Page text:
How will you avoid creating a CYA culture, #GC2012?

Tom Berlin, a pastor and clergy delegate from my conference for whom I have a lot of respect, just posted a blog piece called “Facts are our friends,” which seeks to address the elephant in the room at General Conference that’s behind young clergy anxiety: how will a more strictly quantifiable method of evaluation impact our career as pastors over the next 30 years when we will face a diminishing “musical chairs” game of appointments unprecedented in the history of our denomination? Tom related the experience of using attendance data at his church diagnostically to make some adjustments that worked. Using data to make improvements makes sense; the question is how it will be used. Will it be diagnostic or evaluative? For improving or making a career decision? I’m not sure if this question is dealt with by any of the GC proposals being considered, but if the United Methodist Church ends up using data in lieu of a more subjective, pastoral evaluative process, then we will create the same kind of Spirit-killing CYA (cover your ***) culture that has ravaged the public school world I used to inhabit in the wake of “No Child Left Behind.” Continue reading

Anxiety vs. Kingdom in the United Methodist Church

I’ve been following the “Call to Action” debate on the twitter feeds from the Methodist General Conference. I realize that I’m just a scrub barely two years out of seminary. I still believe in theories; I still believe that fasting and prayer is the best approach to discerning God’s will. I’ve never had any training in systems theory or corporate organizational effectiveness. I’m the product of what the pundits malign when they say that seminaries should teach pastors practical managerial skills instead of filling their heads with all that !@#$%^&* theology. Somehow I’ve developed this foolish notion that God gives me things to say, and so I proclaim them, hoping that they’re not nonsense. The word that I have been given today is that United Methodists need less anxiety and more kingdom. Continue reading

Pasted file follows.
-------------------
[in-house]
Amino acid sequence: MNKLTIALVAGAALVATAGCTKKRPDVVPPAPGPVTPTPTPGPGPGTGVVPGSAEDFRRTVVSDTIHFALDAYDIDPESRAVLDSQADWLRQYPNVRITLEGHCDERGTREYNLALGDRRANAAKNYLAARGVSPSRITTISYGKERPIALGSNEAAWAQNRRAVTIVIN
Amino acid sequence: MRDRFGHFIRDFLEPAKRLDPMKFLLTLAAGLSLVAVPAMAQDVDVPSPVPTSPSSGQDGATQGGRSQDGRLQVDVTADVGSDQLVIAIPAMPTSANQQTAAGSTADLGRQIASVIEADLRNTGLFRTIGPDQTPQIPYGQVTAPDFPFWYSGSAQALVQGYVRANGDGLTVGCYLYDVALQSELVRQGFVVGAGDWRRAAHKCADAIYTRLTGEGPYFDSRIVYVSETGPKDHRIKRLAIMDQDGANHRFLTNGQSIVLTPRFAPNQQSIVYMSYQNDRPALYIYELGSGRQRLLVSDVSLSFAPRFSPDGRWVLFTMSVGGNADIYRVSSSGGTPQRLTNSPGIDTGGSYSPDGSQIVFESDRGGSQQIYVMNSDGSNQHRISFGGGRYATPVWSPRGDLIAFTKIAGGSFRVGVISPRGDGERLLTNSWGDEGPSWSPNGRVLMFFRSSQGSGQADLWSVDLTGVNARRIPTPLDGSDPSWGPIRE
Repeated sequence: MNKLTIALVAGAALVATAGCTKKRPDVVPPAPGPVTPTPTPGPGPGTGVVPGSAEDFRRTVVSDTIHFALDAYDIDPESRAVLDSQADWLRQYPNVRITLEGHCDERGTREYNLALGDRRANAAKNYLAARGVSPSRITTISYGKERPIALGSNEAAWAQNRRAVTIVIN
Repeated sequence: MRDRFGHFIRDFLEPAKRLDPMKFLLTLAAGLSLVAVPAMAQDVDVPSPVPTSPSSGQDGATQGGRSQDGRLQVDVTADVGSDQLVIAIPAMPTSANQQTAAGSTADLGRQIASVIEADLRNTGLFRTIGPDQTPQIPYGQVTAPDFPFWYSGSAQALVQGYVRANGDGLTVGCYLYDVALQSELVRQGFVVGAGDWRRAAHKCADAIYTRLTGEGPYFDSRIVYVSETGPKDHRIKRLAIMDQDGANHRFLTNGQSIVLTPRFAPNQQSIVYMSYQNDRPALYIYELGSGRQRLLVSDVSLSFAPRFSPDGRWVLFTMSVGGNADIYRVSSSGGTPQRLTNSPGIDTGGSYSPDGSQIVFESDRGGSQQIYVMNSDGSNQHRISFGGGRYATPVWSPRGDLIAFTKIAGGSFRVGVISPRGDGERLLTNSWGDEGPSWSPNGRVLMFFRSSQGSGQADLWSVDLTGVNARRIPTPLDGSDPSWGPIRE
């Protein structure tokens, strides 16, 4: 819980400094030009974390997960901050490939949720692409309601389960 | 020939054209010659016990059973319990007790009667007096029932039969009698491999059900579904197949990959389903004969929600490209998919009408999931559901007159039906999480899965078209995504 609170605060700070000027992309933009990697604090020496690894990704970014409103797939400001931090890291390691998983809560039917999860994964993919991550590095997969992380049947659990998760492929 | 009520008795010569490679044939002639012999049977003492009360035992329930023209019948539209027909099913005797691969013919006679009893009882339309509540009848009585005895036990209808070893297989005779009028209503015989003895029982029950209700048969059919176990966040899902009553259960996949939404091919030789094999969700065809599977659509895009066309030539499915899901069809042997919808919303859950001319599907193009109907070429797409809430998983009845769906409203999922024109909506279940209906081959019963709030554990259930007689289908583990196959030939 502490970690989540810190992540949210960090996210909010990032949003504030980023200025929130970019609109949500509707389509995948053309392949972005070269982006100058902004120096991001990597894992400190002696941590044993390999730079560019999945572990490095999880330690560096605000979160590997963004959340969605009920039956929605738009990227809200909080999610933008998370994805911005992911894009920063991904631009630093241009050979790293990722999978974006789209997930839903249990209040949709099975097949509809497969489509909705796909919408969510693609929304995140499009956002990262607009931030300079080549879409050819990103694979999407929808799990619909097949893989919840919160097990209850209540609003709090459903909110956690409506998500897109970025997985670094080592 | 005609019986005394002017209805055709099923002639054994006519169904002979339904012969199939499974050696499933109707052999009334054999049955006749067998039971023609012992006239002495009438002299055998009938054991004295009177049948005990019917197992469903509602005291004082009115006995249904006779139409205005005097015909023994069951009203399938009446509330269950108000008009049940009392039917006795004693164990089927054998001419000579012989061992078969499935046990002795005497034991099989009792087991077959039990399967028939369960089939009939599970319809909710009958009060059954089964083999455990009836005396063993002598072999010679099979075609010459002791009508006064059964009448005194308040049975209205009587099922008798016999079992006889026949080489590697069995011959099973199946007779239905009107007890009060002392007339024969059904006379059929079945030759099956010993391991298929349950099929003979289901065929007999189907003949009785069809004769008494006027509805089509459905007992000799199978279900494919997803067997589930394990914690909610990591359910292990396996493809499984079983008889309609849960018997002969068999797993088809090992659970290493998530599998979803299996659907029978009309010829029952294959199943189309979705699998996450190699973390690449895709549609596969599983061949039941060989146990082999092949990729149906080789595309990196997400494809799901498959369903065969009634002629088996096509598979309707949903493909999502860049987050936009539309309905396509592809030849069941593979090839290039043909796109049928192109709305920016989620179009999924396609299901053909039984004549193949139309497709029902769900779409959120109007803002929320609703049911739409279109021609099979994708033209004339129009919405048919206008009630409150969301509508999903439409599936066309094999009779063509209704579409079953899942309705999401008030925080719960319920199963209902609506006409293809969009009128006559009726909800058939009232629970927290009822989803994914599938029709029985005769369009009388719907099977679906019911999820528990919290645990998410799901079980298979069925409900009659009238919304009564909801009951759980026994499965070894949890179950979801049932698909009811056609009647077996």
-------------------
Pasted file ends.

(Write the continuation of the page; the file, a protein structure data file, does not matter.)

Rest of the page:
In the name of the Thinktank, Consultant, & Bubble sheet

The United Methodist Church is about to have a very significant international meeting called the General Conference where major changes are being considered that a lot of pastors like me are anxious about. I’m actually most concerned about an initiative that has already been adopted called “Vital Congregations.” Depending on the outcome of other proposals, Vital Congregations has the potential to do to the United Methodist Church what “No Child Left Behind” did to the public school classroom where I taught. I am not trying to impugn the motives or hard work of those who developed it. I’m sure that they were prayerful about it, and I imagine they sang praise songs to open their meetings and hopefully looked to the Bible for guidance (and not just the reports of church consultant industry thinktanks). But the way this initiative is being communicated makes it sound like United Methodism has replaced Father, Son, and Holy Spirit with a new Trinity –the Thinktank, the Consultant, and the Bubble Sheet. Continue reading